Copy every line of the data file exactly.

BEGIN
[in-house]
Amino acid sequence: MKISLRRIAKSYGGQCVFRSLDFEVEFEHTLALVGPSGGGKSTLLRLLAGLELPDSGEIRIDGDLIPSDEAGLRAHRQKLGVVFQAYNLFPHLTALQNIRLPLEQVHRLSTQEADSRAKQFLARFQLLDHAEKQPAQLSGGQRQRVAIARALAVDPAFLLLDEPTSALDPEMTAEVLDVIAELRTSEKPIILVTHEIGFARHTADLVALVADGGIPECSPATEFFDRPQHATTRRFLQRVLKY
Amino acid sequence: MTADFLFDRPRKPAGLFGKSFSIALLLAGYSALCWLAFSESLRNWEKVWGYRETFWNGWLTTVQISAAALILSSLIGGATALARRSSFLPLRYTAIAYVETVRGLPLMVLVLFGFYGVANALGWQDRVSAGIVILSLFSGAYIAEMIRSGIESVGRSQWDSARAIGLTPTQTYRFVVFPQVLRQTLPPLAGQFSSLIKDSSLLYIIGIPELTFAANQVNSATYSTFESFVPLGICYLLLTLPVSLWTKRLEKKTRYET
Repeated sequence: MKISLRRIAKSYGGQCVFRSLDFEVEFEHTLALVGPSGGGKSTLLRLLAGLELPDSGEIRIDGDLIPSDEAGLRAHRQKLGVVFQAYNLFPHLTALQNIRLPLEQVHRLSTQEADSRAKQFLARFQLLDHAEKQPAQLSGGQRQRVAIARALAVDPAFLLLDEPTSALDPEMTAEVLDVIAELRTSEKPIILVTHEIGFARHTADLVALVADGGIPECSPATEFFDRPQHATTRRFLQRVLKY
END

[in-house]
Amino acid sequence: MKISLRRIAKSYGGQCVFRSLDFEVEFEHTLALVGPSGGGKSTLLRLLAGLELPDSGEIRIDGDLIPSDEAGLRAHRQKLGVVFQAYNLFPHLTALQNIRLPLEQVHRLSTQEADSRAKQFLARFQLLDHAEKQPAQLSGGQRQRVAIARALAVDPAFLLLDEPTSALDPEMTAEVLDVIAELRTSEKPIILVTHEIGFARHTADLVALVADGGIPECSPATEFFDRPQHATTRRFLQRVLKY
Amino acid sequence: MTADFLFDRPRKPAGLFGKSFSIALLLAGYSALCWLAFSESLRNWEKVWGYRETFWNGWLTTVQISAAALILSSLIGGATALARRSSFLPLRYTAIAYVETVRGLPLMVLVLFGFYGVANALGWQDRVSAGIVILSLFSGAYIAEMIRSGIESVGRSQWDSARAIGLTPTQTYRFVVFPQVLRQTLPPLAGQFSSLIKDSSLLYIIGIPELTFAANQVNSATYSTFESFVPLGICYLLLTLPVSLWTKRLEKKTRYET
Repeated sequence: MKISLRRIAKSYGGQCVFRSLDFEVEFEHTLALVGPSGGGKSTLLRLLAGLELPDSGEIRIDGDLIPSDEAGLRAHRQKLGVVFQAYNLFPHLTALQNIRLPLEQVHRLSTQEADSRAKQFLARFQLLDHAEKQPAQLSGGQRQRVAIARALAVDPAFLLLDEPTSALDPEMTAEVLDVIAELRTSEKPIILVTHEIGFARHTADLVALVADGGIPECSPATEFFDRPQHATTRRFLQRVLKY